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  1. Ethics of care challenge to advance directives for dementia patients.William Jinwoong Choi - forthcoming - Journal of Medical Ethics.
    Advance directives for withholding life-saving treatment are controversial for dementia patients whose previously expressed wishes conflict with their currently expressed desires. To illustrate this ethical dilemma, McMahan conceives a hypothetical case in which an intellectually proud creative woman signs an advance directive stipulating her refusal to receive life-saving treatment if she contracts a fatal condition with dementia. However, when she develops dementia and forgets this advance directive, she contracts pneumonia and now expresses a desire to live. In response to such (...)
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  2. Double Effect Donation or Bodily Respect? A "Third Way" Response to Camosy and Vukov.Anthony McCarthy & Helen Watt - forthcoming - Linacre Quarterly:1-17.
    Is it possible to donate unpaired vital organs, foreseeing but not intending one’s own death? We argue that this is indeed psychologically possible, and thus far agree with Charles Camosy and Joseph Vukov in their recent paper on “double effect donation.” Where we disagree with these authors is that we see double-effect donation not as a morally praiseworthy act akin to mar- tyrdom but as a morally impermissible act that necessarily disrespects human bodily integrity. Respect for bodily integrity goes beyond (...)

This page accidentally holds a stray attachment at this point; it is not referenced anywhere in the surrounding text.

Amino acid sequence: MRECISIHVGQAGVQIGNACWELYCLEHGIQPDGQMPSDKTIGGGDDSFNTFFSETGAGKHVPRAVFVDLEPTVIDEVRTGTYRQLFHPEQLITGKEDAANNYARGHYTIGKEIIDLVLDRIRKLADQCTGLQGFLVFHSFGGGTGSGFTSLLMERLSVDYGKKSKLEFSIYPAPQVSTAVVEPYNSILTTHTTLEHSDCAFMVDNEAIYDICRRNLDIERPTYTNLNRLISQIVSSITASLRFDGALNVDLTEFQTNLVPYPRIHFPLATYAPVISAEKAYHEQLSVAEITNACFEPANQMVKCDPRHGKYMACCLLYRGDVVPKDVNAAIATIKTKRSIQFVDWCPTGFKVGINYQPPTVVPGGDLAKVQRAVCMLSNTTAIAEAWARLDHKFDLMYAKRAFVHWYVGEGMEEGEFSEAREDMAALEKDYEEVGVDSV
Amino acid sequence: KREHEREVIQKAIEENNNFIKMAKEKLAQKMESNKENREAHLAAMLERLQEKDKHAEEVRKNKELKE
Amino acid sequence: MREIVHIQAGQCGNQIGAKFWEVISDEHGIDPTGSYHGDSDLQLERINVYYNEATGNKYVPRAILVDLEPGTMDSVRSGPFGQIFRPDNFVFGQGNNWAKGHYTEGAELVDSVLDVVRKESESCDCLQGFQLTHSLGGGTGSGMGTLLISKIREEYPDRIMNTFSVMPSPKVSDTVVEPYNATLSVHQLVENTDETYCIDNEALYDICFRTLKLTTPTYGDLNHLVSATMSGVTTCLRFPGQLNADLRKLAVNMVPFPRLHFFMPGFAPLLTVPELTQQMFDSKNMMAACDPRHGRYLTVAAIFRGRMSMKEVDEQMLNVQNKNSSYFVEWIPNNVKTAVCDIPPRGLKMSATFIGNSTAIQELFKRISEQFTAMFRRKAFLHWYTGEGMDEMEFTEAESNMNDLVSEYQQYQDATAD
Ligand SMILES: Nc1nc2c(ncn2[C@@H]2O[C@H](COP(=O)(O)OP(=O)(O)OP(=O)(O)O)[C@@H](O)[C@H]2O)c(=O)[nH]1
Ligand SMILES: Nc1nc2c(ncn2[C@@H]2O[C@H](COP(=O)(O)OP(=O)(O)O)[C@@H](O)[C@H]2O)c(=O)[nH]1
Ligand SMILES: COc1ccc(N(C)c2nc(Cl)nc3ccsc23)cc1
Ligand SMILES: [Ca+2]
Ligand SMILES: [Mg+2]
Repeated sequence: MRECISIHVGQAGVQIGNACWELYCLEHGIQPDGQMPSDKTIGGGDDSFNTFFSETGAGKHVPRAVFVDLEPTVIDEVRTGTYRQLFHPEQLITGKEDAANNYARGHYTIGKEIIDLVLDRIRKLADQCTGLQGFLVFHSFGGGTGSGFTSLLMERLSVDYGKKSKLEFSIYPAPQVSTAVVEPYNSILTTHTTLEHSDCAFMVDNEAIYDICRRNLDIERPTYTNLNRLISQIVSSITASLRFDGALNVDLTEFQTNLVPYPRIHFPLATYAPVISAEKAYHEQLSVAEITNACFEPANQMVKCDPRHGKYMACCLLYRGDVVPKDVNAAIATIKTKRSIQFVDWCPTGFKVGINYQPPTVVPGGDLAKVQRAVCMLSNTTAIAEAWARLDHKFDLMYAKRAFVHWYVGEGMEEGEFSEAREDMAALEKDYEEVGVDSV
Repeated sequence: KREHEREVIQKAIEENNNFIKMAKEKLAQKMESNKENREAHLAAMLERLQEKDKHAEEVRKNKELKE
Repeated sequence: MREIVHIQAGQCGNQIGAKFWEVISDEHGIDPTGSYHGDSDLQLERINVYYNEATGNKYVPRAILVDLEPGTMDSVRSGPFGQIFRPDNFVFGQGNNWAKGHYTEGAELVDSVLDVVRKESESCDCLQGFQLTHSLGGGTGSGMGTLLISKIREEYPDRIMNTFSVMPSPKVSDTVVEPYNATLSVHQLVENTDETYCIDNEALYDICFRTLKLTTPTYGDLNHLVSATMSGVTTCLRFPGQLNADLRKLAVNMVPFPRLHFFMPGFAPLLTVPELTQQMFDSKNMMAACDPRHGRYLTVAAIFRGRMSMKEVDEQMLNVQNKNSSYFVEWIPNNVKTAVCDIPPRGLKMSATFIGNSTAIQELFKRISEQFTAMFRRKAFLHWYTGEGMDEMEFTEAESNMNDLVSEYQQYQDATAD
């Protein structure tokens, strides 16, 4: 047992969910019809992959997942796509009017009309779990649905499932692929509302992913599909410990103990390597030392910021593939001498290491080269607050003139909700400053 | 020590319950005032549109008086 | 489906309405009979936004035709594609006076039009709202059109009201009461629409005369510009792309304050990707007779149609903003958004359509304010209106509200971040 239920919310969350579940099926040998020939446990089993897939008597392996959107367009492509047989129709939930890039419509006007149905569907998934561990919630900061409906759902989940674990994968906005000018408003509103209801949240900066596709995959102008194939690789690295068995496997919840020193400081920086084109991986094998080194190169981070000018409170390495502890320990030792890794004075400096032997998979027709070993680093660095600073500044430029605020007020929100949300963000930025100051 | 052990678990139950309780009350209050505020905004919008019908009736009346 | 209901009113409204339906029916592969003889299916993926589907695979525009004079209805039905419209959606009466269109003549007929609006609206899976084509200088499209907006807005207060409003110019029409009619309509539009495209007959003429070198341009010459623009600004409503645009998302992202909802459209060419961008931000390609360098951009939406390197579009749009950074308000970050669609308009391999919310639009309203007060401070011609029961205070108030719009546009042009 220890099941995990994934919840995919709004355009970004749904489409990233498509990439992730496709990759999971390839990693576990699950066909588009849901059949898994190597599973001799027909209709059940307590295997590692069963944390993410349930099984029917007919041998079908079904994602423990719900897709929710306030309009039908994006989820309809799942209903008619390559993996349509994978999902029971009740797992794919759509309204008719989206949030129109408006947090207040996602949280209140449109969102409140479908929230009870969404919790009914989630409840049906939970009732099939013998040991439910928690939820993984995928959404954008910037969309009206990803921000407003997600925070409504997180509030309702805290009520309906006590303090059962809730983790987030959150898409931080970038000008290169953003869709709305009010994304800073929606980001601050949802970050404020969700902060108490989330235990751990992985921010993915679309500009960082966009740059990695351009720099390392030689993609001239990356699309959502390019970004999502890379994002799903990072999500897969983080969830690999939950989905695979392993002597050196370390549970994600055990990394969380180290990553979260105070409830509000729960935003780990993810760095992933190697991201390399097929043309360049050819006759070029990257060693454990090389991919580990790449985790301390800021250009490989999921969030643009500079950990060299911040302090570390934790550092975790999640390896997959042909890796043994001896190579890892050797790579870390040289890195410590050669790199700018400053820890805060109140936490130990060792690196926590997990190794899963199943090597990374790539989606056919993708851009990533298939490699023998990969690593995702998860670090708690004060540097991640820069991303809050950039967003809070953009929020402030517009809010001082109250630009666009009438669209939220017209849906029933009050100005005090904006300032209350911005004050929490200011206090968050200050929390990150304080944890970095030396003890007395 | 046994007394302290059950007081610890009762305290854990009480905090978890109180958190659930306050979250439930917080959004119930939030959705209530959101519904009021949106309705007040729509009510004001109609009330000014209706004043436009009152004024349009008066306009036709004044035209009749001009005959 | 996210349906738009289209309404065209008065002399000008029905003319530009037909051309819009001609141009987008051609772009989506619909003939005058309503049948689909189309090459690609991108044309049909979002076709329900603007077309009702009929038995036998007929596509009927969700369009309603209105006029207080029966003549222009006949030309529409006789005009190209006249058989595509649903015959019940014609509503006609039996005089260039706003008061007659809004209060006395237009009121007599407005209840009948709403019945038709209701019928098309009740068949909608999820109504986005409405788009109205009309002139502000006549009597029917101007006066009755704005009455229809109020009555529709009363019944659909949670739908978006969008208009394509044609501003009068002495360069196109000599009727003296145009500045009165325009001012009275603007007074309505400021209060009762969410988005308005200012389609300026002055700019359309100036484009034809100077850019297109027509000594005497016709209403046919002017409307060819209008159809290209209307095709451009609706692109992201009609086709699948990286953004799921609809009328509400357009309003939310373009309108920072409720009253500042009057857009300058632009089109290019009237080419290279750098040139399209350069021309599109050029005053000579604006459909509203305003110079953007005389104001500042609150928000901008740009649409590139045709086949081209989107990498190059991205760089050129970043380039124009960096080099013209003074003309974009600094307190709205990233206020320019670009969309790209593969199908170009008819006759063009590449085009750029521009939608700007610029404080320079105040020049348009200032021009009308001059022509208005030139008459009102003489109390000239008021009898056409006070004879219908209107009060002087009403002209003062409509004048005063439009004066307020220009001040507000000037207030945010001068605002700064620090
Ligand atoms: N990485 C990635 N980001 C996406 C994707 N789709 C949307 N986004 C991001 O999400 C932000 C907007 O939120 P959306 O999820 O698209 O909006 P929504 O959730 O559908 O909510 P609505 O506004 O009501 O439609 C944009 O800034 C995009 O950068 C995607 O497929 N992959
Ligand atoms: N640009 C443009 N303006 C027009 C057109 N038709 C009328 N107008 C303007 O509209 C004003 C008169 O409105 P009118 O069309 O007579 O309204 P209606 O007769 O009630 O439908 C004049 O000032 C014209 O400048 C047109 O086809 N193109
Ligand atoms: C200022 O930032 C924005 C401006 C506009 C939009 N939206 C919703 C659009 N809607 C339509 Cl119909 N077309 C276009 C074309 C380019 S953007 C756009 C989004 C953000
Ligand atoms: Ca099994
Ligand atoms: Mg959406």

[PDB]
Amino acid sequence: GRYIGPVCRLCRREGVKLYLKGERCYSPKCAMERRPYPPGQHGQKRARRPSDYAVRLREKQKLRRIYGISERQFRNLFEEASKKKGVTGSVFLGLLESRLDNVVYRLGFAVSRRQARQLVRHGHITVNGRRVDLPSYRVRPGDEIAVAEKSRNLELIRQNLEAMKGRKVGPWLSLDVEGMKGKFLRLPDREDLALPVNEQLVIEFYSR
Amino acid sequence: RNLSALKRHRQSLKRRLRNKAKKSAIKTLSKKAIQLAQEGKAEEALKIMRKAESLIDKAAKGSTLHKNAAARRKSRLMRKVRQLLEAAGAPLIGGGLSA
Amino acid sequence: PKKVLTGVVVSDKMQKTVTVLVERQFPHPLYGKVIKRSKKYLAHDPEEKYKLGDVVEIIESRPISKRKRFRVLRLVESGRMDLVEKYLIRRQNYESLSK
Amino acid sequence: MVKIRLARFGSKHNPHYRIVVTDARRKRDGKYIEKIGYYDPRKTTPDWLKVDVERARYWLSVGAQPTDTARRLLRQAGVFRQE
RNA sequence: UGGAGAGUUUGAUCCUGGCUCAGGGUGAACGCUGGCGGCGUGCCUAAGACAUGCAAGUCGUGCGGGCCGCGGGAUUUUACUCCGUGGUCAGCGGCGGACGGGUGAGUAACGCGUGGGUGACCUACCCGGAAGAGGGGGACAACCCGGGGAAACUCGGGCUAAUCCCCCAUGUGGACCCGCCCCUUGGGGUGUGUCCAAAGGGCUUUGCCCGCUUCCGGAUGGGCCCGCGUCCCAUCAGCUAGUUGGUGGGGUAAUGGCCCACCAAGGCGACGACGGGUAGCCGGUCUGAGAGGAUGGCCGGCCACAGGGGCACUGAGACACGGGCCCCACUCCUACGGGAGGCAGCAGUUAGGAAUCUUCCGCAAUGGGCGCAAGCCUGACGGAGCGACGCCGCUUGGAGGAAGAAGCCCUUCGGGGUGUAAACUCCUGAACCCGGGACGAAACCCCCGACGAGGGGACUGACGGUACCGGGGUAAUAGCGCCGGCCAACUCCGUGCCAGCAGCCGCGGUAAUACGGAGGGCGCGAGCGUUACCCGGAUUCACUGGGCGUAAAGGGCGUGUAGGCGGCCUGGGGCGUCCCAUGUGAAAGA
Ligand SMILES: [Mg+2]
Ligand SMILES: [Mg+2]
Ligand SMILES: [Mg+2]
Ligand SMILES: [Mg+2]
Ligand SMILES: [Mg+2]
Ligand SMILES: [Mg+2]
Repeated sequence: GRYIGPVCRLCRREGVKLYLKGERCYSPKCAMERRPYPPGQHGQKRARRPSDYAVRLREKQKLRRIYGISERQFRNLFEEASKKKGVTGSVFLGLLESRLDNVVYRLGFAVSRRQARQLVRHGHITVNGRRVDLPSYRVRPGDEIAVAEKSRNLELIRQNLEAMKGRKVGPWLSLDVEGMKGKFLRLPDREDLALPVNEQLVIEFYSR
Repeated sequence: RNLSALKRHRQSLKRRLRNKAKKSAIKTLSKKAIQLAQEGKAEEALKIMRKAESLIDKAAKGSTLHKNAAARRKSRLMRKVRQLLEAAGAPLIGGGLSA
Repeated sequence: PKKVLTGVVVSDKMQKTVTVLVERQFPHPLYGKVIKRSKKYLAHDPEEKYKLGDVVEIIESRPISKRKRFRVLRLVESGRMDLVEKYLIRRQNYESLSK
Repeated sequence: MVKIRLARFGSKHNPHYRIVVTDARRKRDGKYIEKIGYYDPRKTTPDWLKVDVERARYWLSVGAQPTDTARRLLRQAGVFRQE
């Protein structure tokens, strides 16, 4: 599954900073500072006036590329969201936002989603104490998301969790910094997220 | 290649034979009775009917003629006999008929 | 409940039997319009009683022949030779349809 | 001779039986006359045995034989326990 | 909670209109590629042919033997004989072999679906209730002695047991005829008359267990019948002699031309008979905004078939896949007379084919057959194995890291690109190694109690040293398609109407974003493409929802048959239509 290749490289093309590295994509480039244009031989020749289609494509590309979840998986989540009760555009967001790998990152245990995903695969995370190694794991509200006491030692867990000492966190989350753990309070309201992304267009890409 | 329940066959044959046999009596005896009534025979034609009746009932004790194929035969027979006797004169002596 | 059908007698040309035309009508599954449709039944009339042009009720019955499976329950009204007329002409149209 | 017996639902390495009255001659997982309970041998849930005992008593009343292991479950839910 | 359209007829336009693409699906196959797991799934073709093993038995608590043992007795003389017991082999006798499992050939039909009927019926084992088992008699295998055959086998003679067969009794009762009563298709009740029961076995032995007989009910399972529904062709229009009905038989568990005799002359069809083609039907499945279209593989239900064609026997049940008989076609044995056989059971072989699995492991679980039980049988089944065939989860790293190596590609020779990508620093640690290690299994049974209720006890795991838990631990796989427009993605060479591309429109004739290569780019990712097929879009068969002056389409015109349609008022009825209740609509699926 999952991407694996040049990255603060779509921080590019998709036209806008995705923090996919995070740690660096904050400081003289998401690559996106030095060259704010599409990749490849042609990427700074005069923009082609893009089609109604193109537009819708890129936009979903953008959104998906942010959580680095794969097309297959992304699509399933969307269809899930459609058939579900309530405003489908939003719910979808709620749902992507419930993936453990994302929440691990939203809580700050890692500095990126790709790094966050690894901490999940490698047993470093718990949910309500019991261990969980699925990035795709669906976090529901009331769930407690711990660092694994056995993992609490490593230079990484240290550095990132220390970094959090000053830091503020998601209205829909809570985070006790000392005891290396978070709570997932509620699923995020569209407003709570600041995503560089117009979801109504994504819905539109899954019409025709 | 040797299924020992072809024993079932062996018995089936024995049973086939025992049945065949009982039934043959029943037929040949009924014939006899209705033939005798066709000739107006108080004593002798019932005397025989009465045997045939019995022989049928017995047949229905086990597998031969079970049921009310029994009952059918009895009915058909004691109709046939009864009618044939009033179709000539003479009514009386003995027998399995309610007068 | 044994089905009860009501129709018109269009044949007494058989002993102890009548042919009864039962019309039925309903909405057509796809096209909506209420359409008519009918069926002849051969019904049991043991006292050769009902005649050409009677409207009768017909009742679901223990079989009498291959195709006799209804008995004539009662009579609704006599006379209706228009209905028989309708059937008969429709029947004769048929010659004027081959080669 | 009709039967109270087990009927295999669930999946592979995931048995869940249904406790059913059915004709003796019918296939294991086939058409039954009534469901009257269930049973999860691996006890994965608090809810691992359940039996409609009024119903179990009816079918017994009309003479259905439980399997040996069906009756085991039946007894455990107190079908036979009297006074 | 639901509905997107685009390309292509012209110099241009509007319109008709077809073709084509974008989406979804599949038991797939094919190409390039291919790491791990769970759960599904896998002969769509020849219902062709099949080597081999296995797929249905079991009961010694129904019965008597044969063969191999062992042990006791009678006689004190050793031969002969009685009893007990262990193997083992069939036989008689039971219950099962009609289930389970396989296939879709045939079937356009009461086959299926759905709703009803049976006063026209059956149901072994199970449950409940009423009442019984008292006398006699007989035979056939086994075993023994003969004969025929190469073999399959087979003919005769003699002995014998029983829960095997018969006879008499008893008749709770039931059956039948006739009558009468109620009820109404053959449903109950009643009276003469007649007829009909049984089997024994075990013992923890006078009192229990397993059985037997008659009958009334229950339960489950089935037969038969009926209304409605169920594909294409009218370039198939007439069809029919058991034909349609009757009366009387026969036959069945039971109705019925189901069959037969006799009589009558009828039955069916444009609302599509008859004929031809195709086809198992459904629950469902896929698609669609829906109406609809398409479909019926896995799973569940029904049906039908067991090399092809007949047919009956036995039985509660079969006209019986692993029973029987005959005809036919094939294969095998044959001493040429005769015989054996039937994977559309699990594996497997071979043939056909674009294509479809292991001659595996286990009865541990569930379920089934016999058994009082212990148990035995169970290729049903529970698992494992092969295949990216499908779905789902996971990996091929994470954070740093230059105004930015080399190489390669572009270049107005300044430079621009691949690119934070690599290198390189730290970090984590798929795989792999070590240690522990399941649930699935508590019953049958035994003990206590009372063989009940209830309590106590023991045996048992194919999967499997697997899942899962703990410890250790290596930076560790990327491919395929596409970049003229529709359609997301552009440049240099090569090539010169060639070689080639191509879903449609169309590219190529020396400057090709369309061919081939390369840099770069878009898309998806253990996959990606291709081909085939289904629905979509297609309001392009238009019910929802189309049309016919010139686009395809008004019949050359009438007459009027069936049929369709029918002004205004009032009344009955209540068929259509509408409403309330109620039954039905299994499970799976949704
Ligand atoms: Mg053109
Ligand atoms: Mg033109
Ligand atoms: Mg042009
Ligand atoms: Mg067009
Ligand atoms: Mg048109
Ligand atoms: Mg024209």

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  3. Double effect donation or bodily respect? A 'third way' response to Camosy and Vukov.Anthony McCarthy & Helen Watt - forthcoming - The Linacre Quarterly.
    Is it possible to donate unpaired vital organs, foreseeing but not intending one's own death? We argue that this is indeed psychologically possible, and thus far agree with Charles Camosy and Joseph Vukov in their recent paper on 'double effect donation.' Where we disagree with these authors is that we see double effect donation not as a morally praiseworthy act akin to martyrdom but as a morally impermissible act that necessarily disrespects human bodily integrity. Respect for bodily integrity goes beyond (...)